Jason Wood had a pinch-hit single in the Marlins’ win over the Phillies on Saturday, his first hit in the major leagues since Oct. 1, 1999. Wood’s span of six years, 343 days between hits is the longest by any non-pitcher since Warren Cromartie went seven years, 208 days between hits from 1983-91 (Cromartie played baseball in Japan from 1984-90).

Top of the 5th
HERE’S ONE I MISSED
On July 25, 1930, Pete Jablonowski is on the mound for the Indians pitcher facing the Philadelphia Athletics. The Cleveland Plain Dealer wrote that Jablonowski had “a leisurely delivery” enough so that Al Simmons stole home in the 1st inning with the bases loaded and Jimmy Dykes batting. “Dib” Williams and Bing Miller stole second and third to complete the triple steal.

By the 4th inning, Jablonowski was long gone and Milt Shoffner was on the mound with the bases full and Bing Miller at the plate. This time Mickey Cochrane stole home while Simmons and Jimmy Foxx stole third and second, respectively. The Athletics won, 14-1, on the six-hit pitching of “Lefty” Grove and the two triple steals are still a baseball record.

Top of the 6th
JAVA A BAD DAY
The Boston Red Sox released catcher Javy Lopez, with manager Terry Francona saying it was a matter of not having “enough at-bats for him.” The Red Sox acquired Lopez on Aug. 4 from the Baltimore Orioles, for a player to be named (MOST LIKELY Adam Stern), to fill in for Jason Varitek, who missed August with a knee injury. Varitek was activated last Sunday, and Lopez hasn’t played since.

Manager Joe Maddon called Travis Lee “one of the finest first basemen I’ve ever seen,” minutes after the Rays released the 10-year veteran. “We just felt there was no playing time left for him here and thought we’d give him an opportunity to catch on with somebody else possibly these last couple of weeks, maybe a contender looking for a first baseman,” Maddon said.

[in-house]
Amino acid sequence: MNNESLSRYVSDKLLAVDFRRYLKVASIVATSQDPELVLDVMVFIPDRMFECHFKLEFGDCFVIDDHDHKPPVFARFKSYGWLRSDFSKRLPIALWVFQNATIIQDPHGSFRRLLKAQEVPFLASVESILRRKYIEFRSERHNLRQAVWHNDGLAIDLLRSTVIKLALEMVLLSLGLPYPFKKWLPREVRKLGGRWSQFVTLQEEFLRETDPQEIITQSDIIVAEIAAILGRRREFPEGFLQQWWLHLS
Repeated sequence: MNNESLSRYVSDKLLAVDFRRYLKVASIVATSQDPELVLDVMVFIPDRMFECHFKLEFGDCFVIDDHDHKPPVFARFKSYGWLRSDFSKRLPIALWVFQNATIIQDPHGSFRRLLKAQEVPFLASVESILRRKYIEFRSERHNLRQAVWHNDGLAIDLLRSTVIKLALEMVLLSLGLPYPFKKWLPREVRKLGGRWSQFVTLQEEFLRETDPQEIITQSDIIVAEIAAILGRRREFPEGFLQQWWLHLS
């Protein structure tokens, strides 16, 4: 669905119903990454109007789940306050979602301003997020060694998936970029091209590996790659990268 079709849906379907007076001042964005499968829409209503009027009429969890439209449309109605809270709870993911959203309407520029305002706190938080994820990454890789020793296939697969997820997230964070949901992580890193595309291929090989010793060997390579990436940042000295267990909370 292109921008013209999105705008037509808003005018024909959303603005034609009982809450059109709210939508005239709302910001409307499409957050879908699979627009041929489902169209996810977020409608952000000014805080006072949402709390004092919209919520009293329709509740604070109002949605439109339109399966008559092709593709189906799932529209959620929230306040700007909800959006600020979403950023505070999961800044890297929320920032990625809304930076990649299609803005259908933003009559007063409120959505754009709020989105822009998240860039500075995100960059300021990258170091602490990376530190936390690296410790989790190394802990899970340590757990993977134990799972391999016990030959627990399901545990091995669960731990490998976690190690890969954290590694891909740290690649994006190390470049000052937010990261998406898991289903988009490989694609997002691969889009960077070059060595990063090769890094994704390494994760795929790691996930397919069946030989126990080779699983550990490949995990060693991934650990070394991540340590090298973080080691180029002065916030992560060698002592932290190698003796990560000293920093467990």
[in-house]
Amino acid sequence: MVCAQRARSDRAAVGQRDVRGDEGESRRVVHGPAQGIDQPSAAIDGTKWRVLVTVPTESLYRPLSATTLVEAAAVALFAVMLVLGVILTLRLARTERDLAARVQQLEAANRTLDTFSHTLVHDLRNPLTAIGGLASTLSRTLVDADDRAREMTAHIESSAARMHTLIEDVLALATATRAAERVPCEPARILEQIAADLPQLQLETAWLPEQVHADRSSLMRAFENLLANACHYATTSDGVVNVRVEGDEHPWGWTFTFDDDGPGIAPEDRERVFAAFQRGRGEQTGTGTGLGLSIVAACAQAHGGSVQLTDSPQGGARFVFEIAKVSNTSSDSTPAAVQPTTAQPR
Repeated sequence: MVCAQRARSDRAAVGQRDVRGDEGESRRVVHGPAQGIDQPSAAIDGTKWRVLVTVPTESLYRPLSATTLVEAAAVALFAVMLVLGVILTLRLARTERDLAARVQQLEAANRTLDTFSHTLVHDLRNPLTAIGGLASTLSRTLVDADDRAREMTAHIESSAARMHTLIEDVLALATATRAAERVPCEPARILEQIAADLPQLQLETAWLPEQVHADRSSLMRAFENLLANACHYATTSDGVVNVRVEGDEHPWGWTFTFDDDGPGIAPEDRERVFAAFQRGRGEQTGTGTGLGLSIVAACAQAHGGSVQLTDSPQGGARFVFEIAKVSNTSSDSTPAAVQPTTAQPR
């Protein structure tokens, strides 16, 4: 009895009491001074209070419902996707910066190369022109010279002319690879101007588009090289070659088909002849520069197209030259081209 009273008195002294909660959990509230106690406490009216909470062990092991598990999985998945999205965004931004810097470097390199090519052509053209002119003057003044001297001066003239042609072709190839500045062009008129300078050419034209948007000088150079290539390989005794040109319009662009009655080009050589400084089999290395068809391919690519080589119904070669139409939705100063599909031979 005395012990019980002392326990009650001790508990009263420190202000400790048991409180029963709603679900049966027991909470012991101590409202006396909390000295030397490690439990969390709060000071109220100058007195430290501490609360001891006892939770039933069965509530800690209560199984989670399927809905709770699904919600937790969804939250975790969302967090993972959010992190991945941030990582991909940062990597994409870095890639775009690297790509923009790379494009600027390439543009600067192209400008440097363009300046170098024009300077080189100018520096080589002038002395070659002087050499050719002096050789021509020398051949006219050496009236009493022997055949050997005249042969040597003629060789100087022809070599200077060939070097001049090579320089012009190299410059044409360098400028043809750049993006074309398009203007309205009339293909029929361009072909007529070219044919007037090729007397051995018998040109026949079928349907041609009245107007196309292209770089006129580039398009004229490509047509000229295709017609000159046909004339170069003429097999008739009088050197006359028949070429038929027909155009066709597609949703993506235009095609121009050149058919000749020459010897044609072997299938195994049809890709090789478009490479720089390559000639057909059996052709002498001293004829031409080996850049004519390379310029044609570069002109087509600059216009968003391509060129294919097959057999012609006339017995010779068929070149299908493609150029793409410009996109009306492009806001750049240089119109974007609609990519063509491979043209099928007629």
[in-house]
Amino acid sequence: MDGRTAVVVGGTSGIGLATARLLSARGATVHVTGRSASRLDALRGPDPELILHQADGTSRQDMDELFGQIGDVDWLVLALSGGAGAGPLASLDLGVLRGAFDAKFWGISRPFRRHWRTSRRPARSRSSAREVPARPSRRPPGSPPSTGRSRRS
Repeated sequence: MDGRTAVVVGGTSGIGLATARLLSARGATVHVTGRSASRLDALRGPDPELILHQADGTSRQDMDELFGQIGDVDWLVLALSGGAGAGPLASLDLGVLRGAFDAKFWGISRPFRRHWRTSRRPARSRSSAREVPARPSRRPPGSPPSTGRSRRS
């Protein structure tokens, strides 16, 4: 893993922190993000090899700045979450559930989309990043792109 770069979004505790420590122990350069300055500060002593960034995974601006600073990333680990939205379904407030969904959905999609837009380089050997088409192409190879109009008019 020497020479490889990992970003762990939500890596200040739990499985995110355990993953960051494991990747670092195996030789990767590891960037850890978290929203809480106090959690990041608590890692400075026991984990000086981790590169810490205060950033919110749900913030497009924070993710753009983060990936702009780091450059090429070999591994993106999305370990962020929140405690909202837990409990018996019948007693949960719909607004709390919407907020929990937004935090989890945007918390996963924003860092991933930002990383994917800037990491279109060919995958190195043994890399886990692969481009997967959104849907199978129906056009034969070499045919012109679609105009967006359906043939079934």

In 43 games after the All-Star break, Lee batted .264 with seven home runs and 18 RBIs. Overall, he hit .224 with 11 homers and 31 RBIs. Last season he hit .272 with 12 homers and 49 RBIs. He leaves as the top fielding 1B in the majors with a .998 percentage (two errors) this year and is the big leagues’ all-time career fielding percentage leader (.997) among first basemen with 750 or more games played.

Top of the 7th
AL CY YOUNG AWARD GOES TO…
Johan Santana. End of discussion.

His victory over the Tigers yesterday raised his record to 31-2 over the past four seasons during August, September and October. Not only that, Santana has won his past 15 decisions at the Metrodome. Since Frank Viola won 19 straight regular-season decisions there from 1987-88, only four other pitchers have posted home winning streaks of at least 15 games: Tommy Greene (15, 1991-94), Randy Johnson (16, 1995-97), Kenny Rogers (19, 1997-2000) and Barry Zito (16, 2001-02).

The Twins have won 22 straight home games started by Santana (the longest such streak for any team during the modern era in home games started by a particular pitcher). During that streak (since Aug. 6, 2005), Minnesota is 40-34 at the Metrodome in games started by pitchers other than Santana.

Top of the 8th
DID YOU KNOW?
Five of the 26 players with 3,000 career hits never fashioned a single-season hitting streak of at least 20 games (Carl Yastrzemski, Cal Ripken, Robin Yount, Cap Anson and Rickey Henderson).

Top of the 9th
LET’S NOT FORGET
Major league baseball postponed games for one week after the terrorist attacks of September 11th. Several weeks later, a New York City firefighter discovered a baseball in the ruins of the World Trade Center.

Bottom of the 9th
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Information provided in Billy-Ball has been gathered from A.P. reports, espn.com, sportsline.com, mlb.com and numerous other e-sources. Opinions expressed in Billy-Ball are obviously solely the opinions of the author of Billy-Ball and do not reflect those of source material no matter how off the wall they may be.